Smoking during pregnancy: danger to unborn life

Smoking during pregnancy: danger to unborn life

“Every woman is strongly advised to stop smoking as early as possible during pregnancy,” advises American neuroscientist Lise Eliot. Here, you can find out why pregnant women should never smoke or be exposed to secondhand smoke and what the consequences of smoking during pregnancy can be for an unborn baby.

Consequences of smoking during pregnancy

Each dose of nicotine leads to a reduced supply of oxygen and nutrients to the fetus via reduced blood flow to the placenta and thus to growth and development disorders. The episodes known so far include:

  • an increased risk of miscarriage or premature birth
  • a low birth weight
  • problems at birth
  • an increased risk of congenital disabilities, congenital heart defects or intellectual disabilities
  • the increased risk of sudden infant death syndrome (SID)
  • Hyperactivity (ADHD), behavioural problems, language disorders and learning difficulties in school age
  • the development of allergies and respiratory diseases such as asthma

The harm that can happen to a child if its mother smokes during pregnancy is also known as  Fetal Tobacco Syndrome.

 

Being an underweight of the newborn is underestimated as a risk.

In particular, the underweight of newborns has been underestimated as a health risk. Because even if, after a few weeks, the lightweights have caught up with the non-smoker babies on the scales, the difference is not out of the world: Babies who are too light at birth and have to put on a lot in the first few weeks of life to reach an average weight are often plagued by morbid obesity as adults – a fate that every responsible mother should spare her child as much as possible.

Children often become smokers themselves.

The consequences for children who are exposed to nicotine during pregnancy are more far-reaching than many smokers want to admit. In addition to the direct damage to the health of the child, there is a very high risk that it will later become a smoker itself. It doesn’t matter whether the mother smokes herself or whether the pregnant woman is exposed to the smoke of others.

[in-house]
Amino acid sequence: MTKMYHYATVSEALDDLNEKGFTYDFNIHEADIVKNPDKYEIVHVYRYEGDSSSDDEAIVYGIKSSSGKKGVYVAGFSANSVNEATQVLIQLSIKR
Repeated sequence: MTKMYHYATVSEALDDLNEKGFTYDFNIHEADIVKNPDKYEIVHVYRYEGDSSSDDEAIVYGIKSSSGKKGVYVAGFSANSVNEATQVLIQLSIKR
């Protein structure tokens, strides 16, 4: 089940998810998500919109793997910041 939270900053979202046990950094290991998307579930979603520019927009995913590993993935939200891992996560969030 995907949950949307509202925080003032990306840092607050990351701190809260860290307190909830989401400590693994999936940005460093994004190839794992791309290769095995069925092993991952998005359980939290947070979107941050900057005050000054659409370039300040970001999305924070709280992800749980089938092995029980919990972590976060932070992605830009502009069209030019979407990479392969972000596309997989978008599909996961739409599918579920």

Smoking while pregnant: long-term effects of nicotine

Cigarette consumption during pregnancy also has other long-term consequences for the baby. In a long-term study published in the British health journal BMJ*, which began in 1958, 17,000 women were asked about their smoking habits during pregnancy and the health of their children was documented over many years.

The results were precise: by the age of 33, a significantly higher number of children whose mothers had smoked during pregnancy suffered from diabetes or obesity than in the control group, who had not yet had any contact with the neurotoxin nicotine in the womb. The mother’s addiction causes a lifelong metabolic disorder in her unborn child.

Quit six tips for quitting smoking during pregnancy.

It is advisable to stop smoking at any time during pregnancy – the earlier, the better. The following tips can help you successfully quit smoking during pregnancy:

  1. Talk to your family doctor or gynaecologist about your plans to get support and advice.
  2. If your partner also smokes, you should quit together – this way, you can support and motivate each other.
  3. A conscious change in diet, which often occurs during pregnancy anyway, can help to prevent unintentional weight gain as a result of stopping smoking.
  4. Relaxation techniques such as yoga or autogenic training are helpful ways to get stress and tension under control.
  5. If you’re at risk of relapsing, remember this: Nicotine replacement products like nicotine patches or gum are still better than cigarettes as they contain other toxic substances that can harm your baby. Talk to your doctor about this.
  6. Remember: every cigarette not smoked is a success and helps to protect your baby’s health.

If you have succeeded in quitting smoking, you will remain strong even after the pregnancy. Even when you are breastfeeding or during the later development of your baby, smoking not only harms your child’s health but also your own.

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